• My first experience with this problem was King's First Stop Auto in Layton, UT (the fellow told me I didn't have front brakes !?!) he also told me that he'd need to take off the tires from a rear axle to check the brakes. This would break the hub seal and then a new gasket would be needed and I would incur at least $160 in shop labor and parts. And I would need to do that every year for a $17.00 safety inspection? NO THANK YOU.
      • I then had Boyce Equipment in Ogden do my safety for the first two years that I owned my truck. A very long story short, their inspector staunchly insisted that my M35A2 required additional running lights on the front fenders and rear of the bed, clearance lights on top of the hard top cab, and a light bar on the back center of the bed. He absolutely, 100% positively, refused to listen to reason or call the Utah Department of Public Safety Admin (801-965-4461). I cannot stress to you more that those modifications are not required for a personally owned truck not used for commercial purposes (it may be if you plan to use the truck commercially, you'll have to check). Both the Department of Public Safety Admin and an in-person visit by a county Trooper confirmed this for me.
      • I recommend finding a diesel repair shop that works on fleet trucks, such as Transtech Diesel in Clearfield, UT. The owner there informed me that you can check the rear brakes from looking behind and under the truck and you do not need to pull off any tires (FYI: To inspect the front brakes, there is an inspection port held on with a single nut that is accessible from the exterior of the front wheels).
    • By Utah Law, you will need to install a license plate light. I bought this 24v one: Licence Plate Light, 1-60151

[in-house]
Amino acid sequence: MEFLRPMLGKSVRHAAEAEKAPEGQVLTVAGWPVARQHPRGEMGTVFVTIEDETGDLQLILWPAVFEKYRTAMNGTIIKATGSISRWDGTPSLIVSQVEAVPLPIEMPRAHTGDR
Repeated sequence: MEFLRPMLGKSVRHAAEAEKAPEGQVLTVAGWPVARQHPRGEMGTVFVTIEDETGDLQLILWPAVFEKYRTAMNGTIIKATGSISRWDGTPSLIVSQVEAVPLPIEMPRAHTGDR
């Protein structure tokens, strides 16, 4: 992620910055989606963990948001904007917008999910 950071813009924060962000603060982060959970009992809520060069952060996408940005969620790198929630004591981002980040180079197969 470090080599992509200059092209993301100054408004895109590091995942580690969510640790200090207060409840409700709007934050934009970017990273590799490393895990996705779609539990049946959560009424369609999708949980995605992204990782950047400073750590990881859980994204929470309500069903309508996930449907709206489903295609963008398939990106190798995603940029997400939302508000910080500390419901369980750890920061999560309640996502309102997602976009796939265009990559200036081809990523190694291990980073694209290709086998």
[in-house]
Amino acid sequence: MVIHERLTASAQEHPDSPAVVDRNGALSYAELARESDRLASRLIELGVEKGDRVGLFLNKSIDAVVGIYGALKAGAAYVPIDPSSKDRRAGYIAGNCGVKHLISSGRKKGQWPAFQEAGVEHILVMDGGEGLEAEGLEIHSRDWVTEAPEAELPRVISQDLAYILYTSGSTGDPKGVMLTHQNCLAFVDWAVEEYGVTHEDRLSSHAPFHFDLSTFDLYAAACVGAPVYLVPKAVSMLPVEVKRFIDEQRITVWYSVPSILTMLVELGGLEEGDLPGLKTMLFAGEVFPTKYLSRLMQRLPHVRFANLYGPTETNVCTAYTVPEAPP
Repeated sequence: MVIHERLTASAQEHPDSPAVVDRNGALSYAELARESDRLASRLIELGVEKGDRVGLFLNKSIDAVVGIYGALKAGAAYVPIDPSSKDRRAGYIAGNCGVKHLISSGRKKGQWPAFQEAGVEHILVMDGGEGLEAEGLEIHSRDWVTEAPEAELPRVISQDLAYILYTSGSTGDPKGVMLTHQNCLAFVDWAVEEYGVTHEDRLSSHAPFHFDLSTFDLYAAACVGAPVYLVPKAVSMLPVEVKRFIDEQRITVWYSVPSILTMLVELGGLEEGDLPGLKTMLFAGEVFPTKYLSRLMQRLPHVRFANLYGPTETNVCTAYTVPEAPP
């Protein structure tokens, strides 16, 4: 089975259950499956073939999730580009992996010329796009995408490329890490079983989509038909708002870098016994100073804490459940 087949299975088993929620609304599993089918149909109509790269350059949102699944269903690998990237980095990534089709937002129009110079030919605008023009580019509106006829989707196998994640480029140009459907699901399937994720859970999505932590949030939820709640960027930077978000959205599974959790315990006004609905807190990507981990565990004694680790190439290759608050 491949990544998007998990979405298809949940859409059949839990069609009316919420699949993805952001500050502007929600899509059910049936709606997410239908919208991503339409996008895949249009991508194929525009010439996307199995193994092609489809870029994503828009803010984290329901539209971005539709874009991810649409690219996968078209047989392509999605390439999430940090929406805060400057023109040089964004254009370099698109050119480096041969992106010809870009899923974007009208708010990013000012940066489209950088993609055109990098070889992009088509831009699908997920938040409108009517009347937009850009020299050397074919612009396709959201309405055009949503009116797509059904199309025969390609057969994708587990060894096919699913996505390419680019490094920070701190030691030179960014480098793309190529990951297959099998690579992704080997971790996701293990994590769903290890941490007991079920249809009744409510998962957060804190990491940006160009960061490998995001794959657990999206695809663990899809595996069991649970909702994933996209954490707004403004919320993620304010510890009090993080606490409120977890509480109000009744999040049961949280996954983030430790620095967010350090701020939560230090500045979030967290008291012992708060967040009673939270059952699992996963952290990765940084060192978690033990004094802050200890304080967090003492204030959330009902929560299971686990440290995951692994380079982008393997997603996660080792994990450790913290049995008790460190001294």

• I mounted a metal plate and the light to the 2 bolts that hold the Driver's side tail light, and I piggy backed off the wiring there so that the license plate light is powered when I have my headlights on.
  • Weigh Stations?
    • I'm no professional driver, and was concerned/confused that the sign for weigh stations would say "All Vehicles 10,000 lb+ gross exit". I have personally called the weigh stations in Southern and Northern Utah, and a weigh station in each of our neighboring states: Idaho, Wyoming, Colorado, Nevada, Arizona, and New Mexico. Each weigh station told me the same thing, that only commercial vehicles need to worry about exiting.
  • Need a CDL or a different class to drive a Deuce and a Half?
    • In Utah you do not. Your regular Class D driver's license is sufficient. My deuce specifies it has a Gross Vehicle Weight (GVW) of about 23,500 lbs, I only pay the registration fees up to about 18,000 lbs. A CDL (or Class C) is for commercial vehicles and vehicles above 26,000 GVW.
    • Cool chart: Utah Department of Public Safety
    • You also do not need to worry about keeping some sort of log book or fuel tags/stickers.
  • Local restrictions?
    • I strongly suggest calling your City office or local police station and asking if there are any vehicle restrictions. Things that may be restricted (ideas to ask about) are: Weight, height, width, length, noise, and even the number of axles. It all depends on how the law/ordinance is written.
    • Talk to you neighbors, or be on good grounds with them. If you're not on favorable terms, buck up, approach them and see if the disagreement can be settled. If you're already having problems with them you wouldn't want to add more salt to the wound or give them "undo noise!!" or "unsightly blemish!" to complain about. Tell them of your interest in these cool, and historic, service vehicles. Tell them how you do not wish to cause them inconvenience or irritation and apologize if you need to leave early in the morning.